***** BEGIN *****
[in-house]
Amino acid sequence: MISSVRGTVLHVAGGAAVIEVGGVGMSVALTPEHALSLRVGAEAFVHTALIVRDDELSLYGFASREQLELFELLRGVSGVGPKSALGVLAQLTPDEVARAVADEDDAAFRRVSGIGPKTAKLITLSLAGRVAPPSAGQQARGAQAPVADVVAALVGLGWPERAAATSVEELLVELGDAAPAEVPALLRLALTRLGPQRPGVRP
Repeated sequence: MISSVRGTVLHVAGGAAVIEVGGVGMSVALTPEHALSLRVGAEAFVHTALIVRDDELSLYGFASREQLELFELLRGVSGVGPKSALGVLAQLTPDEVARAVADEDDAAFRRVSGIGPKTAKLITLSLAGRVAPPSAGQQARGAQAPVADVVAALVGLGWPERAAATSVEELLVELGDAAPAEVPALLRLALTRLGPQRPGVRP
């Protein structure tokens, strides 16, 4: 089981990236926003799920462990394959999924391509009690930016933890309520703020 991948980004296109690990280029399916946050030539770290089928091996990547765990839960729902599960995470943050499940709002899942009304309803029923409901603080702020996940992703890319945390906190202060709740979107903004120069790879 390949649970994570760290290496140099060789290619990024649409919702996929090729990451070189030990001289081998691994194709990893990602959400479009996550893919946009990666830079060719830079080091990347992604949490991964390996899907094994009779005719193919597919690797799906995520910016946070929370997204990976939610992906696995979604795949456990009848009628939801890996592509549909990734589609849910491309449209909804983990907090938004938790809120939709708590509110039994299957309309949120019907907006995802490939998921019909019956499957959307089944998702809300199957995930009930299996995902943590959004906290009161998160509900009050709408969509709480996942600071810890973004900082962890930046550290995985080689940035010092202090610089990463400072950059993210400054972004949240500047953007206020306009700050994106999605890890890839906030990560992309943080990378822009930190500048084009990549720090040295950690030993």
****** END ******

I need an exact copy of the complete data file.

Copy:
[in-house]
Amino acid sequence: MISSVRGTVLHVAGGAAVIEVGGVGMSVALTPEHALSLRVGAEAFVHTALIVRDDELSLYGFASREQLELFELLRGVSGVGPKSALGVLAQLTPDEVARAVADEDDAAFRRVSGIGPKTAKLITLSLAGRVAPPSAGQQARGAQAPVADVVAALVGLGWPERAAATSVEELLVELGDAAPAEVPALLRLALTRLGPQRPGVRP
Repeated sequence: MISSVRGTVLHVAGGAAVIEVGGVGMSVALTPEHALSLRVGAEAFVHTALIVRDDELSLYGFASREQLELFELLRGVSGVGPKSALGVLAQLTPDEVARAVADEDDAAFRRVSGIGPKTAKLITLSLAGRVAPPSAGQQARGAQAPVADVVAALVGLGWPERAAATSVEELLVELGDAAPAEVPALLRLALTRLGPQRPGVRP
């Protein structure tokens, strides 16, 4: 089981990236926003799920462990394959999924391509009690930016933890309520703020 991948980004296109690990280029399916946050030539770290089928091996990547765990839960729902599960995470943050499940709002899942009304309803029923409901603080702020996940992703890319945390906190202060709740979107903004120069790879 390949649970994570760290290496140099060789290619990024649409919702996929090729990451070189030990001289081998691994194709990893990602959400479009996550893919946009990666830079060719830079080091990347992604949490991964390996899907094994009779005719193919597919690797799906995520910016946070929370997204990976939610992906696995979604795949456990009848009628939801890996592509549909990734589609849910491309449209909804983990907090938004938790809120939709708590509110039994299957309309949120019907907006995802490939998921019909019956499957959307089944998702809300199957995930009930299996995902943590959004906290009161998160509900009050709408969509709480996942600071810890973004900082962890930046550290995985080689940035010092202090610089990463400072950059993210400054972004949240500047953007206020306009700050994106999605890890890839906030990560992309943080990378822009930190500048084009990549720090040295950690030993």